Like many, your New Year will have started with great promise, resolution list in hand, it’s transformative powers making you feel like the Boss… You were going to get fit, eat healthy, make a study plan, drink less (ok maybe not that one) and save some cash…
2nd week into Feb, where is that magical list now?
Apparently, only 8% of people stick to their resolutions and 75% only maintain it throughout the first week in January. The question is why?
A Long list of positive self-help vibes is great, however, without a plan, a clear path on which to skip happily towards your goals, it will remain just that… a pretty list of what could have been.
I know… depressing right? But there is a solution.
According to Marcelo Campos, a lecturer at Harvard Medical School, if you set your resolutions right you can achieve success. Writing in a blog post for Harvard Health, Campos explained that answering five specific questions can give you a push in the right direction when it comes to sticking to New Year’s resolutions.
So ask yourself…
1: Why do you want to make the change?
Go deep here, look beyond the need to change and understand the benefits of the change.
Example: You want to save money. Why? What is the purpose? What is the money for? A special treat for yourself? A holiday?
2: Is your goal concrete and measurable?
A goal should be specific and achievable, don’t be too ambitious.
Example: How much do you need to save to achieve your goal? Look at your finances and ask yourself if it is truly achievable. If its not, adjust your expectations so that it is. Don’t try and save money that isn’t there.
3: What is your plan?
As Benjamin Franklin said, if you fail to plan, you plan to fail. Be realistic about what you can do, keep it simple and be precise.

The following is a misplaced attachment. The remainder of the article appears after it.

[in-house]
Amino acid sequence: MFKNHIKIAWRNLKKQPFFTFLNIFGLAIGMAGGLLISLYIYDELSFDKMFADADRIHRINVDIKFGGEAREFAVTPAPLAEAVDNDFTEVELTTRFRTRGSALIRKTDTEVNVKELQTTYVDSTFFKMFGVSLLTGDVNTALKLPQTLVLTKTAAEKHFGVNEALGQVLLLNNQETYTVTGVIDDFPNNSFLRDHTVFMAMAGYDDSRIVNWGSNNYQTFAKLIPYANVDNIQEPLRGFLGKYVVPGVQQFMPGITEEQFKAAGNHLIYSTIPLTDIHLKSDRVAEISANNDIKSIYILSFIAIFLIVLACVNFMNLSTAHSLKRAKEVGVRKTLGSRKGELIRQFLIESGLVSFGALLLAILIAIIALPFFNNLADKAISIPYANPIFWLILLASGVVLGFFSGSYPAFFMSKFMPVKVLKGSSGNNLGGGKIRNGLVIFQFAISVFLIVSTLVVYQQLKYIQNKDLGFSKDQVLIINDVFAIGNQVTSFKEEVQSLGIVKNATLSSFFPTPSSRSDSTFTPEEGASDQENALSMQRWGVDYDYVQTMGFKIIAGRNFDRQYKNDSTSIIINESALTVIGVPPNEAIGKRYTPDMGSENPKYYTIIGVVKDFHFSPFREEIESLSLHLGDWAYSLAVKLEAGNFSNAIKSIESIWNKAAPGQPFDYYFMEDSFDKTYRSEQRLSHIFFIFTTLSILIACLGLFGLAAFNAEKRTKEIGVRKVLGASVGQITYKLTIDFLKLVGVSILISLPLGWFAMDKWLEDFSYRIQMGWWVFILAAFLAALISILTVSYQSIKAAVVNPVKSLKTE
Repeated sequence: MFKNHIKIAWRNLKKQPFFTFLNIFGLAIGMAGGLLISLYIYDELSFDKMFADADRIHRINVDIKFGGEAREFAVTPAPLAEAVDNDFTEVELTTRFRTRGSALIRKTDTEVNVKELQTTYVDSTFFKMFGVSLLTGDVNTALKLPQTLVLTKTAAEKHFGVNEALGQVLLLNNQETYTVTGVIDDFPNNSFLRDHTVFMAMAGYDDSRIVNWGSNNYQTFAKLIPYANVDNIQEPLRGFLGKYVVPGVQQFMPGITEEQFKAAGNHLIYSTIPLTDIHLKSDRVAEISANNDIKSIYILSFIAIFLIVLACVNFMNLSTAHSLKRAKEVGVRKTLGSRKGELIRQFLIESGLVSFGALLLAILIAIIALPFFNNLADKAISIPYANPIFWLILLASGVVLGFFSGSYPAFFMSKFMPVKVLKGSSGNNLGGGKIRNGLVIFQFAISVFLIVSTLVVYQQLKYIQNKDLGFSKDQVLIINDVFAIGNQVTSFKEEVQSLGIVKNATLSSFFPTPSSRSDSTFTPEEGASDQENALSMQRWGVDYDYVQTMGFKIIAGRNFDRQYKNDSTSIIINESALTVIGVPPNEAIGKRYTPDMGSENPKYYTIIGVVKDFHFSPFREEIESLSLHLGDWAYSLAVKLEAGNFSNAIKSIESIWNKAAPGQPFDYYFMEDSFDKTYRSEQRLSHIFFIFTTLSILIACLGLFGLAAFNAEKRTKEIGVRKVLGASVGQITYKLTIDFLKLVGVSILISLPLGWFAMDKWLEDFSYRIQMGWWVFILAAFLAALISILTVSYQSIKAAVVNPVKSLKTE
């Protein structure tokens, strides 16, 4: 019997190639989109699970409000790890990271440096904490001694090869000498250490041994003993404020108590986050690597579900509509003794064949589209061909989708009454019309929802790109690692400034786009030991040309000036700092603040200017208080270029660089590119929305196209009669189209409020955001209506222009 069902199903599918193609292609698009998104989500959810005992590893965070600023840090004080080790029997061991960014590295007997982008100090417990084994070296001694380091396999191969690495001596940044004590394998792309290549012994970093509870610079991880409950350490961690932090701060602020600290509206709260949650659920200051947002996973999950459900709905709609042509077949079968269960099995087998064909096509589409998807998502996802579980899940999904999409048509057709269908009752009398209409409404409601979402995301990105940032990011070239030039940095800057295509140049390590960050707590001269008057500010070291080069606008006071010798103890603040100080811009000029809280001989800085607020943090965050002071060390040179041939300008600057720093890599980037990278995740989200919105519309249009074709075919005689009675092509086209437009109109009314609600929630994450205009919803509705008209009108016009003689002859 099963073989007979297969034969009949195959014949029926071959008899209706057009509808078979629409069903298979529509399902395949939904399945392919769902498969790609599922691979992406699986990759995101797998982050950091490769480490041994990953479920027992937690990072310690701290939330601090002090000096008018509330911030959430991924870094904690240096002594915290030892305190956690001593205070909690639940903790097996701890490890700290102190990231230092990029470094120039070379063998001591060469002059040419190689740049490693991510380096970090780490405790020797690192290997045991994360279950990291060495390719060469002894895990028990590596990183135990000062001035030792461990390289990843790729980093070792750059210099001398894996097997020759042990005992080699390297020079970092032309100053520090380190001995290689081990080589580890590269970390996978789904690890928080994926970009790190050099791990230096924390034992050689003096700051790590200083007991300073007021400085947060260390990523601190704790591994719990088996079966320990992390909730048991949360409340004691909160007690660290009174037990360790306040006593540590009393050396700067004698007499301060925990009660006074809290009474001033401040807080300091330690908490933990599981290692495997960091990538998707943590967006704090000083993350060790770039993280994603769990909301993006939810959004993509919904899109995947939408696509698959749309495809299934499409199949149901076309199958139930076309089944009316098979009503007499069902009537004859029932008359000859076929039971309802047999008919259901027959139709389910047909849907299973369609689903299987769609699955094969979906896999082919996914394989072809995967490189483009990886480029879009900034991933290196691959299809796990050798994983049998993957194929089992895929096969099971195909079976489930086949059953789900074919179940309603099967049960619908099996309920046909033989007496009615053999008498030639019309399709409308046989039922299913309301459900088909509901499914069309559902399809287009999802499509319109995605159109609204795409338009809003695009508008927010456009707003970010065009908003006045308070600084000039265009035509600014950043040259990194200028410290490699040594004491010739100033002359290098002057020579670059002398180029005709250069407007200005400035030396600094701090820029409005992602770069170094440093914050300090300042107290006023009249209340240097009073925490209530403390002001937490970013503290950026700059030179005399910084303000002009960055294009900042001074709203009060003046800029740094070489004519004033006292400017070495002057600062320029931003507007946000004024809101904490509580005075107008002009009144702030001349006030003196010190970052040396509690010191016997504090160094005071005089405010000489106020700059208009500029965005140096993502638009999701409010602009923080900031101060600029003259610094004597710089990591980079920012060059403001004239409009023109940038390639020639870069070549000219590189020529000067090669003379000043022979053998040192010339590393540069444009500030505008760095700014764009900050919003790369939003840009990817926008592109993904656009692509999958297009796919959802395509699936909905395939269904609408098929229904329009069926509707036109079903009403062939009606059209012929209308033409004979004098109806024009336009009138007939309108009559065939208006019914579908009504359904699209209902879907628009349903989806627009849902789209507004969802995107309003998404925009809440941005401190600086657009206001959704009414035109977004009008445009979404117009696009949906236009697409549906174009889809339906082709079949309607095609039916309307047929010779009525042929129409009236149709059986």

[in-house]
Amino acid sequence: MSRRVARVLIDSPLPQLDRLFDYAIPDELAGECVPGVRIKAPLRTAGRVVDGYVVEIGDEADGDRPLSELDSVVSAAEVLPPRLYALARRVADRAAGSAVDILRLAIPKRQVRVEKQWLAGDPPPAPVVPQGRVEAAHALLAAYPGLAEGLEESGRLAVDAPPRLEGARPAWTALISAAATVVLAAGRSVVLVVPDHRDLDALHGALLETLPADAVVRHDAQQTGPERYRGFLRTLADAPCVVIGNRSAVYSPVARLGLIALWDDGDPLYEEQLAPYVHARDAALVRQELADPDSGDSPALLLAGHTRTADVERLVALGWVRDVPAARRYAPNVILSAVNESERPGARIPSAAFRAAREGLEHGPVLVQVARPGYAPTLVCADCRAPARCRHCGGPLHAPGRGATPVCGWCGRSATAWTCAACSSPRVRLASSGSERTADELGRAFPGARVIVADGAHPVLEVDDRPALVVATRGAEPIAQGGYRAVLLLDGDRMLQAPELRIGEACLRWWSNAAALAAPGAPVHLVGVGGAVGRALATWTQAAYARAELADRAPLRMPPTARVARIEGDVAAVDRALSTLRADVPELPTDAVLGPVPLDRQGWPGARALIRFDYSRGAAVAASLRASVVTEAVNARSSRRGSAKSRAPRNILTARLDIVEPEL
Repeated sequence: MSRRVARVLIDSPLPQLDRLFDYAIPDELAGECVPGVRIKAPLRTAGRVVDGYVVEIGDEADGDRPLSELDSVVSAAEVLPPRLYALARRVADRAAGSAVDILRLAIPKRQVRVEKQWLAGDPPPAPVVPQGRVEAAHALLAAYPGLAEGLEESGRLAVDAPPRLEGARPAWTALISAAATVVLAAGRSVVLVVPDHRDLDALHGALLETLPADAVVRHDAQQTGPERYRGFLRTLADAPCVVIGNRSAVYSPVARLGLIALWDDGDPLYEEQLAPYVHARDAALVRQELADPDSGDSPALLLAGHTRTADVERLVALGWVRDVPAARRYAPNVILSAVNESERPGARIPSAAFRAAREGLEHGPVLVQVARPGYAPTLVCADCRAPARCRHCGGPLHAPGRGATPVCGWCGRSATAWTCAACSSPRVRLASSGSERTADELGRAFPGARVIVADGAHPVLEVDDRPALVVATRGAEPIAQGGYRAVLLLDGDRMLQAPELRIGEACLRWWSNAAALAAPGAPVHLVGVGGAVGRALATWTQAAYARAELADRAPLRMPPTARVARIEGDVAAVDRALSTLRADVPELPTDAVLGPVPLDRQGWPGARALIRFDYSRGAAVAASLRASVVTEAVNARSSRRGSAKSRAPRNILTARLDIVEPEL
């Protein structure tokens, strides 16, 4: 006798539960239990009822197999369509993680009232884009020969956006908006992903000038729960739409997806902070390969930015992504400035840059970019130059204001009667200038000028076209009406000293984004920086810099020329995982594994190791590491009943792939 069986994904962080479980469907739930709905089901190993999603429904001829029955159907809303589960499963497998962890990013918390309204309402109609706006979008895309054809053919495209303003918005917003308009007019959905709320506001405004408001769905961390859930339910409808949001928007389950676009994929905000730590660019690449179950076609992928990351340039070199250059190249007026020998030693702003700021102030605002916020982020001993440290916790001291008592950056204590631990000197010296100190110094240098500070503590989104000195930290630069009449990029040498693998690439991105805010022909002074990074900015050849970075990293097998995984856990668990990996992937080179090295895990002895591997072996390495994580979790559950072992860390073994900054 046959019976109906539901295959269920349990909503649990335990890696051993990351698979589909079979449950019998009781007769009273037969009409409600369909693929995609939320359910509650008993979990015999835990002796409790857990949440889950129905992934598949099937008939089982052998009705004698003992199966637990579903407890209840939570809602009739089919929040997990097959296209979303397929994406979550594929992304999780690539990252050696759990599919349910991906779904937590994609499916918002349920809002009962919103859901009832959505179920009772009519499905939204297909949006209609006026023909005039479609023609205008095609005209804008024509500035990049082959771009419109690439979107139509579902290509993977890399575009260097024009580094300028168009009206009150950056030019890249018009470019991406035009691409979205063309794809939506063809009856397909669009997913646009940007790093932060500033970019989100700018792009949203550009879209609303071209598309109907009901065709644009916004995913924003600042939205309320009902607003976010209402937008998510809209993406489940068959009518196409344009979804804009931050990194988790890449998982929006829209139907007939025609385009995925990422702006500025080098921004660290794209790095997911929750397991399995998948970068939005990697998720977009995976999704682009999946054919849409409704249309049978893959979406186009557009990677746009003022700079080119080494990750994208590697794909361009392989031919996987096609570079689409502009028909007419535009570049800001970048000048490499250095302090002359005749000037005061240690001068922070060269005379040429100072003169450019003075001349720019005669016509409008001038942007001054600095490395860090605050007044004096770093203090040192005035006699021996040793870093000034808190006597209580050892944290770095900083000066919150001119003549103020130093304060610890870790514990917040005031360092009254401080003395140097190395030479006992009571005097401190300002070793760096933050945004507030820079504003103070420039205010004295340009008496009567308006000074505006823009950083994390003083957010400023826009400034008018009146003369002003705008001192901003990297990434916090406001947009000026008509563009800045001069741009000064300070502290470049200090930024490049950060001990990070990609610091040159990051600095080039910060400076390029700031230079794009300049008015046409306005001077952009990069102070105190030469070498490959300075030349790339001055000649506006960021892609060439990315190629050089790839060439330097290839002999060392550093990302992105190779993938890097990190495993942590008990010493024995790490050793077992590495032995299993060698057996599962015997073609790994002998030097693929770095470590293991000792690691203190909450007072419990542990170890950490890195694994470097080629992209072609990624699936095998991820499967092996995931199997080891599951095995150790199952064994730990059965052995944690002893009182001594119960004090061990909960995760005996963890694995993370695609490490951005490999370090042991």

Example: How will you save money? Perhaps by eating out less, or having that yummy Starbucks twice a week instead of 5?
4: Who can support you as your work toward change?
Tell your flatmates, your friends & family. Post it on social media. Let everyone know you’re trying to achieve something, get their support. Once you have told the people that care about you it will feel like more of a commitment.
Example: Letting your flatmates know you’re saving for a holiday will make things easier when everyone is rounding up cash for the weekly Dominos binge. You can decline without feeling bad.
5: How will you celebrate your victories?
Often forgotten, this last step is vital to the continued success of your goal.
Tell your mates, use the power of community to encourage commitment to the plan to reap the rewards. Write it down in your diary or update that clever spreadsheet you made.
Acknowledge your achievement and appreciate that you are a step closer to sipping that cool beer on the beach
This is a journey… Don’t be too hard on yourself if you fail, don’t allow setbacks to throw you off course. So you had three coffees instead of 2, or you had to fork out for an unexpected bill.
You don’t need to wait for a New Year to reset, you can regroup, re-evaluate your goal and start again at any time. Don’t quit.